The Minnesota Vikings signed free-agent wide receiver Greg Jennings to a five-year contract Friday, after he spent the last seven years with the Green Bay Packers.The contract has a maximum value of $47.5 million, with $18 million guaranteed. Over the first three years of Jennings contract he is scheduled to make a minimum of $27 million, but could make as much as $28.5 million if he goes to the Pro Bowl, according to ESPN’s Josina Anderson.“I definitely wanted to know that they wanted me,” Jennings told ESPN.com. “I wanted to feel that they wanted me to be a part of what they are doing and a part of the future. And I got that feeling early and I got that feeling quite often.”The 29-year-old Jennings was hindered by injuries during the 2012 season with the Packers, only allowing him to play in eight games because of a torn lower abdominal muscle. He finished the season with a career-low 366 yards receiving. In 2011, he missed three games with a sprained left knee.But Jennings, who will turn 30 on Sept. 21, is confident that he can still be the same explosive and exciting player that he was earlier in his career.Jennings will be an intricate part of the Vikings offense since the team traded Percy Harvin earlier in the week to the Seattle Seahawks, after the two sides were unable to come to an agreement about a long-term contract extension. There had been speculation that Harvin would sit out until an extension was reached.“You can just get a sense that he [Vikings quarterback Christian Ponder] needed a little more around him to give him some help,” Jennings said. “Hopefully, I can help him a little bit.”The two-time Pro Bowl pick will be the No.1 receiver for the Vikings and will be expected to provide leadership to current receivers Jerome Simpson and Jarius Wright.However, Jennings must make a big transition between quarterbacks, leaving Aaron Rodgers for Ponder. Rodgers is one of the most consistent quarterbacks in the league, while Ponder has been inconsistent at times.“I had to watch Christian,” Jennings said. “I had to see what I was [getting] myself into. Very athletic quarterback, obviously his upside, his future is bright. I saw a young guy that was maturing.”Ponder said earlier this week that he was excited to have Jennings as a teammate and has admired his work ethic and leadership in Green Bay.In Jennings’ eight seasons with the Packers, he had 425 receptions for 6,537 yards and 53 touchdowns. From 2008-10 he had over 1,000 yards receiving each year, which the Vikings are hopeful he can recreate in Minnesota.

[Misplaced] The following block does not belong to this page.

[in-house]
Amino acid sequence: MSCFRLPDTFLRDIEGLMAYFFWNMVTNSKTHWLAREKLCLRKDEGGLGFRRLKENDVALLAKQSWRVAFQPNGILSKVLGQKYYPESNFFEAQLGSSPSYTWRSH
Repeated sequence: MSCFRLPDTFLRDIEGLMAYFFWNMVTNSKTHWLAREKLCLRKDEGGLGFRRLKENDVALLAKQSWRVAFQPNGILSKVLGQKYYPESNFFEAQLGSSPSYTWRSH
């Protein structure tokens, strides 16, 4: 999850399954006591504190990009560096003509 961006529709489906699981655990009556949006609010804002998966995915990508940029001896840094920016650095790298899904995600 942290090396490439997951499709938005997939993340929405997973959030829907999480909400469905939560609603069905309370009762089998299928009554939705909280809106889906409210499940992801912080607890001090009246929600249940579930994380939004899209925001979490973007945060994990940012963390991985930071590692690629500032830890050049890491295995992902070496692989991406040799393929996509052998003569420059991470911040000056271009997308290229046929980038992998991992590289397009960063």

Dominique Wilkins speaking today after the unveiling of his statue at Philips Arena.Atlanta was not always a place of opportunity and social extravagance—real or imagined—for Black people. It evolved into it, gradually, with the mid-1980s an integral part of that emergence. That’s what the Hawks’ first-class unveiling of a statue of Dominique Wilkins today represents—a time when Atlanta blossomed into the capital of the new South.Wilkins—with his exhilarating play on the court and his goodwill nature off of it—was a part of the city’s burgeoning reputation as a place African-Americans could come and prosper, and have a good time doing it.As he crafted a Hall of Fame career, Wilkins earned an unofficial title as ambassador of the city. He was unique more than for his mesmerizing slam dunks and dexterous scoring ability at the old Omni. He was a superstar about town. He was touchable, likable, a man of the city. His city.From his nightclub, Dominique’s, in downtown Atlanta to one he co-owned with Deion Sanders in Marietta called 21, Wilkins lived the city. He didn’t just play there.“And that’s what made him special,” Atlanta mayor Kasim Reed said in renaming a part of Centennial Boulevard by Philips Arena “Dominique Wilkins Lane,” as part of a ceremony the Hawks’ organization can be proud of.It honored Wilkins in a deserving, majestic way at Philips Arena, with a luncheon, video presentations, dignitaries and attendees like Julius Erving, Bernard King, Charles Oakley, Chris Tucker, Judge Glenda Hatchette, Charles Barkley, Clyde Drexler, Karl (Mailman) Malone, former mayor Bill Campbell and many others.Even NBA commissioner Adam Silver, who lives in New York, expressed how invaluable Wilkins has been to Atlanta in general, the Black community in particular.“Dominique is a part of the fabric of the community,” Silver said.Some who did not experience what Atlanta was like in the ‘80s, during Wilkins’ reign, may not understand how a basketball player could galvanize a community. He did.“In the beginning, I wasn’t trying to do that,” Wilkins said to Atlanta Blackstar. “But I went out in the city everyday, to Lenox Square and Phipps Plaza and the clubs and restaurants, and everywhere I went I met people who said they felt like I represented them. They enjoyed seeing me and I always embraced them.“I realized pretty quickly that what we were doing as a team and what I was doing as an individual, socializing with the people, meant a lot. And it became important to me that I truly become a part of the city, the growth of the city.”He did. Wilkins was omnipresent in Atlanta, long before it became the place for celebrities it is now. He was a one-man visitor’s bureau highlight—if you visited Atlanta and went out, you were bound to see Dominique.“And that meant something to a lot of people and to the image of the city,” Wilkins’ younger brother, former NBA player Gerald Wilkins told Atlanta Blackstar at the ceremony. “That’s what this is about, this ceremony. More than basketball.“Guess what? My brother wasn’t named one of the 50 greatest players when they named that team years ago. We know it was crazy, but he was left off. He never won a championship. He wasn’t really given the credit he was as a true superstar, despite his numbers. But he still got a statue. And you know why? For the person he is. For what he has been to the city. For what he represents to Atlanta.”In his first moments after the unveiling of the beautiful statue, which depicts Wilkins in the process of throwing down one of his signature dunks, Wilkins went nostalgic.“This moment takes me back to a lady who raised eight kids in the projects of Baltimore and taught us honor and respect and dignity,” he said of his mother, Gertrude.Those characteristics were embedded in Wilkins. He lost money during his playing days because he took care of his extensive family and he believed people were as trustworthy as he. But he plowed on, always with a welcoming smile and with his head up.Many who spoke today spoke of the man more than the player who scored more that 26,000 points in his career and was enshrined in the Basketball Hall of Fame in 2006.“In seven years with Dominique,” former coach Mike Fratello said, “I never saw him turn down an autograph.”Those kinds of recollections went on for a long time. They defined the man more than his freakish athleticism.“This moment means more than you know,” Wilkins said. “This statue stands for change, change of the city.”The change in Atlanta from then to now is vast, and Wilkins had a hand in it more than most. He helped Atlanta become Atlanta. And now, rightfully, there’s a monument outside the arena he used as a platform to remind us all of that.